Today’s sermon was something that should have hit home to many Christians, and seekers alike. The scriptural background was Judges 2:6-13 [show]ERROR: The IP key is no longer supported. Please use your access key, the testing key 'TEST'
6 After Joshua had dismissed the Israelites, they went to take possession of the land, each to his own inheritance. 7 The people served the LORD throughout the lifetime of Joshua and of the elders who outlived him and who had seen all the great things the LORD had done for Israel.
8 Joshua son of Nun, the servant of the LORD, died at the age of a hundred and ten. 9 And they buried him in the land of his inheritance, at Timnath Heres in the hill country of Ephraim, north of Mount Gaash.
10 After that whole generation had been gathered to their fathers, another generation grew up, who knew neither the LORD nor what he had done for Israel. 11 Then the Israelites did evil in the eyes of the LORD and served the Baals. 12 They forsook the LORD, the God of their fathers, who had brought them out of Egypt. They followed and worshiped various gods of the peoples around them. They provoked the LORD to anger 13 because they forsook him and served Baal and the Ashtoreths.
I think the main point of the sermon is after the jump.
Art said one thing (amongst many) which hit me hard, to the point where I had to write it down:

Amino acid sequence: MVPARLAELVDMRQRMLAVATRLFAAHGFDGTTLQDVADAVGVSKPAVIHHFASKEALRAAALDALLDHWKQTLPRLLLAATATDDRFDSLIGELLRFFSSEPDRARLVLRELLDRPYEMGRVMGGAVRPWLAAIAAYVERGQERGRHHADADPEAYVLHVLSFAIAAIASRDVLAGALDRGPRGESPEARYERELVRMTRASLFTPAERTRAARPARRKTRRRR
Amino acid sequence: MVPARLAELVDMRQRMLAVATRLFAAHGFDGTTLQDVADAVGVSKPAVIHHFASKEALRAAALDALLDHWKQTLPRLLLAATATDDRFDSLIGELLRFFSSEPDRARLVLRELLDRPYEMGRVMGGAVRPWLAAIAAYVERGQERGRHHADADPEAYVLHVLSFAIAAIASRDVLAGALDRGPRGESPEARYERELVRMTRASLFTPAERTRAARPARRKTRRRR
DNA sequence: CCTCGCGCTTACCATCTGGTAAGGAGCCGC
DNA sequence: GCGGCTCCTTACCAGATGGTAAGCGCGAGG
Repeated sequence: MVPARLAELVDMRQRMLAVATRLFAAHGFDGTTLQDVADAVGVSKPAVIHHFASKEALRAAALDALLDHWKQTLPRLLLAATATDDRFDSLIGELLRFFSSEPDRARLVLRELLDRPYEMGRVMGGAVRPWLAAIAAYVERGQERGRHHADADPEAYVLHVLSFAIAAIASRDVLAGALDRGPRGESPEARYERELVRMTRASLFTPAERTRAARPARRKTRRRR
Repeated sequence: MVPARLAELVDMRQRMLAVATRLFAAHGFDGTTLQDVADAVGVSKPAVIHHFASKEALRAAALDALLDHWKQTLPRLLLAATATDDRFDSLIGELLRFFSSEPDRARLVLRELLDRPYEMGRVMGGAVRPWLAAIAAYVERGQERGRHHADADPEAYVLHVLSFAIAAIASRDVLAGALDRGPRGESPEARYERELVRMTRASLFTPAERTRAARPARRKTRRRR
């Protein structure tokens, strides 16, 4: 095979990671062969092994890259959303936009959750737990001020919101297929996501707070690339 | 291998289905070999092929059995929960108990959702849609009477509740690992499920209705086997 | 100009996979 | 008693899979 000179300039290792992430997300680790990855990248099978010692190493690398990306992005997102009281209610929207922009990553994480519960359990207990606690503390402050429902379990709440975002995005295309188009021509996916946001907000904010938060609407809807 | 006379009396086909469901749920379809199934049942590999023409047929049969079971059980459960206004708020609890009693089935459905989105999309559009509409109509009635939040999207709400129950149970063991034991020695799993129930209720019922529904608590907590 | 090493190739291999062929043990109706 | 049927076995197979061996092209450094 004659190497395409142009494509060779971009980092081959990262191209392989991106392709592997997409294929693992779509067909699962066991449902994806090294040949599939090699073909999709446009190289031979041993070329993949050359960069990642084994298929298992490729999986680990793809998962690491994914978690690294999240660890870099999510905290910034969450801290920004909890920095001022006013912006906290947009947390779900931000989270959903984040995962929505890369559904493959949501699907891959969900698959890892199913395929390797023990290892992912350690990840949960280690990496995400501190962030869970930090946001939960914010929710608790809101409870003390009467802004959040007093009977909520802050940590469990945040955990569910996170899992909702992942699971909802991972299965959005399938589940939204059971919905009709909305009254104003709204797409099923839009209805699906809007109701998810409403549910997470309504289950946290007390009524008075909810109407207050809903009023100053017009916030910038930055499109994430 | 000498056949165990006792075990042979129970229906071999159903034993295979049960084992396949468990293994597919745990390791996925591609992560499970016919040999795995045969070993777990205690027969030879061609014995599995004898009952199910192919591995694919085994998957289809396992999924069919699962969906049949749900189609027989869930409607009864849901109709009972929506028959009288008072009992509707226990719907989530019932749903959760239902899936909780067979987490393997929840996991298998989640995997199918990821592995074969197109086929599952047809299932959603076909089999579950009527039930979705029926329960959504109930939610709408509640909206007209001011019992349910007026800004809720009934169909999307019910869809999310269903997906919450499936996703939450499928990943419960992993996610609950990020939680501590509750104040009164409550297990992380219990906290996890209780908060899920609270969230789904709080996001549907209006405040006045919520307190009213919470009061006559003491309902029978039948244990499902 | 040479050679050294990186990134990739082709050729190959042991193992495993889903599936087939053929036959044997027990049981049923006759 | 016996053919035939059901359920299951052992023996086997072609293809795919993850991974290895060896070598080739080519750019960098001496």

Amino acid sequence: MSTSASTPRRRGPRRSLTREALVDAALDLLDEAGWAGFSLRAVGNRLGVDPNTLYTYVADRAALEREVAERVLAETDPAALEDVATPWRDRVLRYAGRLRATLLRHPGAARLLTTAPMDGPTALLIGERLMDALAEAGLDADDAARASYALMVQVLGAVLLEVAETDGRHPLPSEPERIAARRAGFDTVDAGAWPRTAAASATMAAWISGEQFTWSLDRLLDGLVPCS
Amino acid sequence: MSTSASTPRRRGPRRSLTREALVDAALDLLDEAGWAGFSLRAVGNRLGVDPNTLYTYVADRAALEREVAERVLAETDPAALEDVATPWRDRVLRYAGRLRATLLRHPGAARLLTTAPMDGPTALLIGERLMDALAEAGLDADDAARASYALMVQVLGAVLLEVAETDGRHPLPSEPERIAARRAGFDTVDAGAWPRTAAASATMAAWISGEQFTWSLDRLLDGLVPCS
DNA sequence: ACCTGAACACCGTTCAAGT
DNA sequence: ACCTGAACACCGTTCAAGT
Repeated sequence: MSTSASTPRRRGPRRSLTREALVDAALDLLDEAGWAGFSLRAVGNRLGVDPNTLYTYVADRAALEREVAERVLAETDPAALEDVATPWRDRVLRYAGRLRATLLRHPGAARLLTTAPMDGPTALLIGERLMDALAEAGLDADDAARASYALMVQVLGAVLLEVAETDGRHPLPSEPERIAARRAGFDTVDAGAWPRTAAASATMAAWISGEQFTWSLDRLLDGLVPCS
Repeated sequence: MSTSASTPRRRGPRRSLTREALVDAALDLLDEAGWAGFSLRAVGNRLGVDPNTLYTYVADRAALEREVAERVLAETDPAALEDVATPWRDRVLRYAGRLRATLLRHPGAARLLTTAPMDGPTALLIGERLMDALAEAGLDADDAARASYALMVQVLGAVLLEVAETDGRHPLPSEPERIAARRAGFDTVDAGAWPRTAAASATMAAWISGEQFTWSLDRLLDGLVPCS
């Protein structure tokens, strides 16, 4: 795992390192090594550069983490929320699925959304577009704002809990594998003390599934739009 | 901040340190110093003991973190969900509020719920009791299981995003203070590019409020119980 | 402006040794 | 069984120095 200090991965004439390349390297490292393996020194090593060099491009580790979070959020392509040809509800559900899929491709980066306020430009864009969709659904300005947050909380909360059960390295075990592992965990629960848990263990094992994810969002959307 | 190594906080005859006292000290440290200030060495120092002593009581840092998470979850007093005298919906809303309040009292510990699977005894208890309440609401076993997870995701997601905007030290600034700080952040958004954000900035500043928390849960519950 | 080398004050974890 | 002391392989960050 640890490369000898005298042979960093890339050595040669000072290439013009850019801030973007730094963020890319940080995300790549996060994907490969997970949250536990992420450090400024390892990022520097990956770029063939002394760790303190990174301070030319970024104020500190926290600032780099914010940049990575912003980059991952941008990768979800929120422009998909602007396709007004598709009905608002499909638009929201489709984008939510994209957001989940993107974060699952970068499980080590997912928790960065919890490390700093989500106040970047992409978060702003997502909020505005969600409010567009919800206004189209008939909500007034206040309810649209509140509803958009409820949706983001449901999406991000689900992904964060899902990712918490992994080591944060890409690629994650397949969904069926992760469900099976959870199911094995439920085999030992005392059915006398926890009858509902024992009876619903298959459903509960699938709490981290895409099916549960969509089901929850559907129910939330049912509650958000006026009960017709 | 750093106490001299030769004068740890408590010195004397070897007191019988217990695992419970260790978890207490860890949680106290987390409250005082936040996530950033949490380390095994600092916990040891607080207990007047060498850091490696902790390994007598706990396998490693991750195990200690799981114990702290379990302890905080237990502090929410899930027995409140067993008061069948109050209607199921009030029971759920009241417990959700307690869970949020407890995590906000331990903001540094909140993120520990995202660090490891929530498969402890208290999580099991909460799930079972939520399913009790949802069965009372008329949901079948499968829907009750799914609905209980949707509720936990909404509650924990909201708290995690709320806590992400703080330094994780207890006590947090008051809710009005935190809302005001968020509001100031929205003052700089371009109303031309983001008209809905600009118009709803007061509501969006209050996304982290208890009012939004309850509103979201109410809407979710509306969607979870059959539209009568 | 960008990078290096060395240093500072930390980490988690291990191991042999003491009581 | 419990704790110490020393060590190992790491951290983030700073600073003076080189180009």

knowledge without experience is merely information.
What happened during the end of Joshua’s life, an era in which an entire generation of God-believing-and-fearing peoples were nearing their expiration were soon to be filled with a generation of God-unbelieving peoples, had been repeated through the Puritan migration to New England and is, according to Art’s observations, occurring in the Chinese churches today. Of course, this growing trend of post-modernistic thought, as well as apathy toward life, God and everything else, can probably be seen in churches throughout North America.
The new generation of Joshua’s end time had not walked through the desert for 40 years, and 40 more afterward, nor had they seen the plagues and the parting of the Red Sea, drank water flowing from a rock, or eaten manna which fell from the skies. Most of them were born into the land of Canaan, free from the slavery in Egypt and relishing in the benefits of the promised land, and therefore would not ever understand the hardships their fathers and forefathers had endured. They would also not understand the existence and sovereignty of the Almighty God.
To them, Baal and Ashteroth were good enough gods which they could see, worship and experience. And thus this new generation of Jews were put to persecution and war, as seen in Judges 3 [show]ERROR: The IP key is no longer supported. Please use your access key, the testing key 'TEST'
, to let them learn how to fight, how to survive, and experience the power of God. Art concluded that trials and hardships in our lives are meant to allow us to experience God and to have a glimpse of Him.